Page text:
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Crisis emerges in Maine over safe disposal of biosolids from wastewater treatment plants

Maine wastewater treatment plants are currently facing intense challenges concerning disposal of their sewage sludge, also called “biosolids.” This is a fast-moving issue getting significant coverage in the media and substantial attention from state officials and legislators.

The crisis recently emerged into the public eye when the state-owned Juniper Ridge landfill announced several weeks ago that it would no longer accept the increasing amount of sludge it had been receiving from wastewater treatment plants around the State. In response to the announcement, treatment plants are racing to find short-term solutions. Some have resorted to measures such as utilizing on-site storage which may only provide relief for a matter of days. Others have no options.

The biosolid disposal challenges stem primarily from the State’s prohibition on the land-spreading of biosolids for fertilizer, a practice followed by many wastewater treatment plants. This prohibition was adopted by the Maine Legislature in 2022 as part of LD 1911 due to increasing public concerns related to PFAS found in waters and soils where biosolids had been spread. Maine was the first state in the nation to pass such a law. Without the ability to land-spread sludge, many wastewater treatment plants were forced to start landfilling their biosolids in Maine.

Landfills, however, do not have unlimited capacity to accept biosolids. When liquid waste is brought to a landfill, it needs to be mixed with solid “bulky” waste so that the liquid waste remains in the landfill without sloughing off or creating collapses. This “binding” process requires a sufficient quantity of solid waste to enable the landfilling of liquid waste such as sewage sludge. If there is a shortfall in bulky waste, then there is a reduced ability to accept liquid waste. That is what is purportedly taking place now at an important sludge disposal location in the state which is pointing the finger at another 2022 law -- LD 1639 -- that they contend limits their ability to landfill bulky construction debris imported into the state (a belief not universally shared by all stakeholders).

To address the looming crisis, in the short term, the Maine Department of Environmental Protection provided emergency authorization to allow the transportation of sludge to the Hawk Ridge Compost Facility in Unity, Maine. From there, the sludge is then shipped at extra cost to a landfill in New Brunswick, Canada – and potentially other locations being explored. These higher costs are in turn passed along to wastewater treatment facilities, and their customers.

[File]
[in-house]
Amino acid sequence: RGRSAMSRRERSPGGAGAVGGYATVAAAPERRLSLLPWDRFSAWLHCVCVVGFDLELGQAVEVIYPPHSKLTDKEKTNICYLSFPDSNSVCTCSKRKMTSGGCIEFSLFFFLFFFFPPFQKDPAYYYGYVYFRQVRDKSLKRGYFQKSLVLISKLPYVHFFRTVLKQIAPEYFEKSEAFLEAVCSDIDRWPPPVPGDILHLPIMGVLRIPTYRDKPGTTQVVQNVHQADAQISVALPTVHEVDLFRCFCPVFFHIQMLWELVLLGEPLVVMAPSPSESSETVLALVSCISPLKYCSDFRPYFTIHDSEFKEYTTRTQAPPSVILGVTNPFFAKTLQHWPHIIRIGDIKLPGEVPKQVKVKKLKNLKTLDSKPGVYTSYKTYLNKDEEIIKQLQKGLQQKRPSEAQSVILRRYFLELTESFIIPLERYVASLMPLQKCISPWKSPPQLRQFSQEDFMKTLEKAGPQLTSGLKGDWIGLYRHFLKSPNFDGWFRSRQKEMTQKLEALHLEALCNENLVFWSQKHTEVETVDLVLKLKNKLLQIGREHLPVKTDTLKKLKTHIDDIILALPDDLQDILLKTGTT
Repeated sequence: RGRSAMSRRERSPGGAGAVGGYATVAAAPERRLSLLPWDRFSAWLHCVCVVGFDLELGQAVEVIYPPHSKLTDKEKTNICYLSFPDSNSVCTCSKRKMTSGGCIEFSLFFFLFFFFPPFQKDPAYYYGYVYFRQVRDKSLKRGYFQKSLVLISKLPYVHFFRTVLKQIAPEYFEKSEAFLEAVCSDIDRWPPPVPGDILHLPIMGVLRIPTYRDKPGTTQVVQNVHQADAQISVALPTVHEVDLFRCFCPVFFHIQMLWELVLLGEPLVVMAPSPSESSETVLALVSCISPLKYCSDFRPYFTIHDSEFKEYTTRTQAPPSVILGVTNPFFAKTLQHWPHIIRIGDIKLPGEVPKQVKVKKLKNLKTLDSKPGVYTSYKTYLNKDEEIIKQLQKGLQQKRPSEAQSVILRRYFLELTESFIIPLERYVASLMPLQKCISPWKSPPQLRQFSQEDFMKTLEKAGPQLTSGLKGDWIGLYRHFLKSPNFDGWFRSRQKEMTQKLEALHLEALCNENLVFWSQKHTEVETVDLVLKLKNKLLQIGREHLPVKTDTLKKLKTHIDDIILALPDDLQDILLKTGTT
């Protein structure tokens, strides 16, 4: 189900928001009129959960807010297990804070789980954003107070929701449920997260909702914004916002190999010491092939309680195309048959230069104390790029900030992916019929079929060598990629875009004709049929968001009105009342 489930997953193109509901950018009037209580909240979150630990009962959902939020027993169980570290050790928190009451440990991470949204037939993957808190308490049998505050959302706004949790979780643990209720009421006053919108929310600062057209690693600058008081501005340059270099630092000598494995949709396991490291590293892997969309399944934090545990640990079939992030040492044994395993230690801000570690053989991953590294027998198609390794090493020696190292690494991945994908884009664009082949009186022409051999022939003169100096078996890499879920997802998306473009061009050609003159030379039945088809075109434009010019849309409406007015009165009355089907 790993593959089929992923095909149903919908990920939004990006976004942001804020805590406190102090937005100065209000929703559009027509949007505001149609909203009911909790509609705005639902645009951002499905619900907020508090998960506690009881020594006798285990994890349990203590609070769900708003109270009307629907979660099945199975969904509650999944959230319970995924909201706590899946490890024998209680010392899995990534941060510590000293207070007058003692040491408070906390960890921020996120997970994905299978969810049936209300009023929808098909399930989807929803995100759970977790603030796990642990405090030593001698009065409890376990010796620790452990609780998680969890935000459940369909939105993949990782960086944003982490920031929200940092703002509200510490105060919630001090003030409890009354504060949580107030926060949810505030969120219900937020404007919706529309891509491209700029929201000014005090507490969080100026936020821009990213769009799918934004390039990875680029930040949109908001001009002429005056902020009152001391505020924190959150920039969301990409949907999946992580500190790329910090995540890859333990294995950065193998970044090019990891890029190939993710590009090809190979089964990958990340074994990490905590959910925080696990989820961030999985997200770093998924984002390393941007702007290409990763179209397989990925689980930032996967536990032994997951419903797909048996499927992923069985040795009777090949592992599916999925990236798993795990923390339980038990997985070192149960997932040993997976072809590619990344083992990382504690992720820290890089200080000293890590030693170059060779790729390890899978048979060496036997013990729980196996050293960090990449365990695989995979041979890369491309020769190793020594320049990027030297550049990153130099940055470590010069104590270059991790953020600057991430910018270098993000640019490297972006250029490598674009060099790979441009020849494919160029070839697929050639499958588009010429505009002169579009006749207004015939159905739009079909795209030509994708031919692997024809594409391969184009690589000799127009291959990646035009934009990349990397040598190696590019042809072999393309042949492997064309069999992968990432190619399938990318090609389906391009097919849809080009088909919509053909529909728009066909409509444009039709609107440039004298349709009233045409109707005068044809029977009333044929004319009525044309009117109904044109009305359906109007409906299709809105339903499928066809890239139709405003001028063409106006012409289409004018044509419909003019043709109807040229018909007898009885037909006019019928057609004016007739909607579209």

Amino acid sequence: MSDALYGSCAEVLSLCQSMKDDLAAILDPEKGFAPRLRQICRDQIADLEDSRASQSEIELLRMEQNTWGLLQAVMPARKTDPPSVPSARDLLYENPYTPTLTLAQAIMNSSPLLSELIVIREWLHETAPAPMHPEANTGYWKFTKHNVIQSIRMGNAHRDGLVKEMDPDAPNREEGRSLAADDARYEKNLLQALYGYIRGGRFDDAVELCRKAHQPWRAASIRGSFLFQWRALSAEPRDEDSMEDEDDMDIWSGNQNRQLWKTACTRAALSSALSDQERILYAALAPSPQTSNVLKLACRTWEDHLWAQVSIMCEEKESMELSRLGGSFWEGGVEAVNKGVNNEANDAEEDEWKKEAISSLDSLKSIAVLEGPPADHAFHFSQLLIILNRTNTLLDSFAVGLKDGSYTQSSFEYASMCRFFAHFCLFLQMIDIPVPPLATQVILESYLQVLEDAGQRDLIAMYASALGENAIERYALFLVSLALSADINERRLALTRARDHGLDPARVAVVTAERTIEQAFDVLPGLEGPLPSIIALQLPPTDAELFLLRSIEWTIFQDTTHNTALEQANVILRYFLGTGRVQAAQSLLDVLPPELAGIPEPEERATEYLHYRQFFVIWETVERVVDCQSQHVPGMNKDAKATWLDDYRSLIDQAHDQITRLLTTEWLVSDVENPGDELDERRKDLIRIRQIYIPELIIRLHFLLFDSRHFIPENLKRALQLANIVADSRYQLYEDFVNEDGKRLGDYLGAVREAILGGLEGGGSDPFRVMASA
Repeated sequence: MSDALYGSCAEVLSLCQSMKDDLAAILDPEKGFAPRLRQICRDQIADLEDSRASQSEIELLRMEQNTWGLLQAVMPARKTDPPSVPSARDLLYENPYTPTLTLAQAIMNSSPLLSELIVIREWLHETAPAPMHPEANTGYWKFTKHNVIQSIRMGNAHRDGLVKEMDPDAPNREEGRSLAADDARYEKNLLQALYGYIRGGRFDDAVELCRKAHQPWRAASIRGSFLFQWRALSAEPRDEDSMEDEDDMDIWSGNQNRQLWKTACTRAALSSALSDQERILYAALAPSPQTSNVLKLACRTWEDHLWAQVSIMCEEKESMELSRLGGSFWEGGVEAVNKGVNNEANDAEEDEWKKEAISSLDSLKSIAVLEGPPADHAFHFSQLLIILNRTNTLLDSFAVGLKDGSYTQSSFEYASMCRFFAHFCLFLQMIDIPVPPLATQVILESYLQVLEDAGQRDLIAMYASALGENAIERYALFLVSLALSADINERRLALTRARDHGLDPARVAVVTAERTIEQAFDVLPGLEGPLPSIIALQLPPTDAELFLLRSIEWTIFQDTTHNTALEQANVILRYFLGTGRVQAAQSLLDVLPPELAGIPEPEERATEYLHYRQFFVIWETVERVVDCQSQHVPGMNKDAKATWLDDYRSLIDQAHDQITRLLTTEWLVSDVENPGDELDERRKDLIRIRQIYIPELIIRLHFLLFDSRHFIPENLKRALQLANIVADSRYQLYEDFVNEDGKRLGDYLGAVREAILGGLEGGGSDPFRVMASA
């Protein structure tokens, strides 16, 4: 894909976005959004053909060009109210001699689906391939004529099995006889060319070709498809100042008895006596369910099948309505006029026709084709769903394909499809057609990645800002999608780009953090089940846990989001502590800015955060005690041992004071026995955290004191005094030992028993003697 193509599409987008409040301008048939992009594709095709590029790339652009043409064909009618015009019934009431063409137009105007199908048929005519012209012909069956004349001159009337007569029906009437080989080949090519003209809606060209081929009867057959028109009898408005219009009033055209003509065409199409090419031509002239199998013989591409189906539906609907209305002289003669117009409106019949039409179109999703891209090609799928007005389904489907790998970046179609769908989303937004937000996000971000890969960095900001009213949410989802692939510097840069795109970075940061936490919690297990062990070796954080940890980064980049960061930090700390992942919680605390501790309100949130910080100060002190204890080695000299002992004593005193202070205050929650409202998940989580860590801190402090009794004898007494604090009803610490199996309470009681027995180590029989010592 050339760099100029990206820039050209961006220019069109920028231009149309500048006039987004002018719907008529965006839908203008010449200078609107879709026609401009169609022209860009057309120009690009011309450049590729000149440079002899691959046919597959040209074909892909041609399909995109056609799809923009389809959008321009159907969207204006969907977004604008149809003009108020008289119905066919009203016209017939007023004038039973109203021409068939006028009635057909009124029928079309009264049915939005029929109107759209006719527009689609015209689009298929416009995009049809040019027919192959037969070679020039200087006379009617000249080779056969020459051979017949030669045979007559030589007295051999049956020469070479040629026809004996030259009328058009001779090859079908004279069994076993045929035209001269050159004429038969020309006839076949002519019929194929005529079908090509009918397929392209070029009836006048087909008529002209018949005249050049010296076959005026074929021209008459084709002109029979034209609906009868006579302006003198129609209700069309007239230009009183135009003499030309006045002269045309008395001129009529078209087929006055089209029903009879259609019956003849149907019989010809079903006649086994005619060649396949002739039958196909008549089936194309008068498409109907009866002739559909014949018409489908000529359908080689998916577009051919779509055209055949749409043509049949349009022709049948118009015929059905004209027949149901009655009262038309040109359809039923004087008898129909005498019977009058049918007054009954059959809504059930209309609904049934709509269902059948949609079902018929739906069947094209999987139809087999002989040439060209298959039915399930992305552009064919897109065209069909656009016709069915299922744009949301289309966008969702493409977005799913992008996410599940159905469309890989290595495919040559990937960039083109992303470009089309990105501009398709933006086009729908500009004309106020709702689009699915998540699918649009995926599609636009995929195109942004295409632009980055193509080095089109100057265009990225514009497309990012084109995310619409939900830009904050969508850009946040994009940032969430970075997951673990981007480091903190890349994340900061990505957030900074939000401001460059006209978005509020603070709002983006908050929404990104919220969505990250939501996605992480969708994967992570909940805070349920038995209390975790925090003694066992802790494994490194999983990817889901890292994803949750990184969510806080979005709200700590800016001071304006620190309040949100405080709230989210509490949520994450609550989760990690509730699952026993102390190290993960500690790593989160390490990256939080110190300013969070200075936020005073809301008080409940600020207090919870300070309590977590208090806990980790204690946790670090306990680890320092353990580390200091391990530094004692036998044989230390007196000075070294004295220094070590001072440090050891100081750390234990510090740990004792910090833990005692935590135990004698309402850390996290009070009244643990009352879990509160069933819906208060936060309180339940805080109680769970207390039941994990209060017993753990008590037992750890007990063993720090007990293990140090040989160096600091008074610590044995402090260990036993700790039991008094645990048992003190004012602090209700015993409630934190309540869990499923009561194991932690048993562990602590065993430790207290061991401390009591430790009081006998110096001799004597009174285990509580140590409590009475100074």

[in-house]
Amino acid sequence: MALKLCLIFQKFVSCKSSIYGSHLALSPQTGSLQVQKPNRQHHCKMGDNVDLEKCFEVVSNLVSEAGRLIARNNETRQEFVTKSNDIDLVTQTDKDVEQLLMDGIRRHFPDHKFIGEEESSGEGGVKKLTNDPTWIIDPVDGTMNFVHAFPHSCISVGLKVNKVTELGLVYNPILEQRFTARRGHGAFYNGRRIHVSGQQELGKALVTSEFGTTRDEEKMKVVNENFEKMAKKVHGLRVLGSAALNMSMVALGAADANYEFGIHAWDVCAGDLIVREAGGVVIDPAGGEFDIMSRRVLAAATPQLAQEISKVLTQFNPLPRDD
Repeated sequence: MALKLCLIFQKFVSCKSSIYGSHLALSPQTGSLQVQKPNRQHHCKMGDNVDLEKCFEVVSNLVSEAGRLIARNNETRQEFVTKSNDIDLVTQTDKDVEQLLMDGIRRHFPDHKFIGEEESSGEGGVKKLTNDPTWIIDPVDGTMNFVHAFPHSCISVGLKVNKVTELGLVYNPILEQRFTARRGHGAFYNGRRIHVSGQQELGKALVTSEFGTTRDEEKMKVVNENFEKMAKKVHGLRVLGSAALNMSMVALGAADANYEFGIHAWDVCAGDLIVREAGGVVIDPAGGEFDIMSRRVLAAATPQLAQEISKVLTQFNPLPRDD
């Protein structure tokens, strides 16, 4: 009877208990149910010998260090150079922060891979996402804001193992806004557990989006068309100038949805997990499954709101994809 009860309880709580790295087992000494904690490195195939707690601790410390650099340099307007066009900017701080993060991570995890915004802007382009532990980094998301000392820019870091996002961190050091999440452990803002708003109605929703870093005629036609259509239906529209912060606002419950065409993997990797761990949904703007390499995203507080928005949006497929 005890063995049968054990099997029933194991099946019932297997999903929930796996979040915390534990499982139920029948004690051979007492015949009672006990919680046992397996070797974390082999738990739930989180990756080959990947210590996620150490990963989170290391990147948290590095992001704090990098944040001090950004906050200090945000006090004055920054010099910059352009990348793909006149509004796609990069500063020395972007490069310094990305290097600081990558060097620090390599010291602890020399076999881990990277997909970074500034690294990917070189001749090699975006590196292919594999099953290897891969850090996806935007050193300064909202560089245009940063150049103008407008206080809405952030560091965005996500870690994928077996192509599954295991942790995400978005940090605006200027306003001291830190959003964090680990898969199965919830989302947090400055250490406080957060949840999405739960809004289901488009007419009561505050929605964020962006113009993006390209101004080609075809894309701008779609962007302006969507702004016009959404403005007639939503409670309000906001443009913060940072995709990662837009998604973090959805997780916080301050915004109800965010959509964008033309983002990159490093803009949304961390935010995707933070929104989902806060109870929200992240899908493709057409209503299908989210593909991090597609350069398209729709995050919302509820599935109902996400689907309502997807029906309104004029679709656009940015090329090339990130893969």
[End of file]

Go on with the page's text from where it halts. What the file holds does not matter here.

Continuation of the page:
While DEP’s emergency authorization provides some relief for the wastewater treatment plants, most treatment plants remain concerned that this solution is only short-term in nature. In this regard, the Maine Water Environment Association – the statewide trade association that represents wastewater treatment plants and affiliated professionals – recently asked the Legislature to give careful thought to lasting solutions to this crisis, and efforts are underway before the Maine Legislature to address the problem.

To better understand the issues and challenges, the Legislature’s Environment and Natural Resources Committee on March 8, 2023 will hold a briefing session. At the briefing, the private operator of the state-owned Juniper Ridge landfill will be asked to explain why it was recently unable to accept biosolids from wastewater treatment plants and whether other options may exist. The Committee will also hear from representatives of the Maine Department of Environmental Protection. In the meantime, some environmental advocacy groups have raised questions about the severity of the crisis and whether other, better options exist to ensure the continued ability to store biosolids in the state’s landfills.

The biosolid crisis facing Maine continues to evolve as stakeholders evaluate options and better understand the challenges. Verrill will continue to monitor the situation and provide updates as they happen. We are also here to assist our clients with legislative and legal solutions to these challenges.

Please reach out to Jim Cohen, Mat Todaro or other members of Verrill’s Environmental & Land Use group with questions regarding the status of biosolid disposal in the State.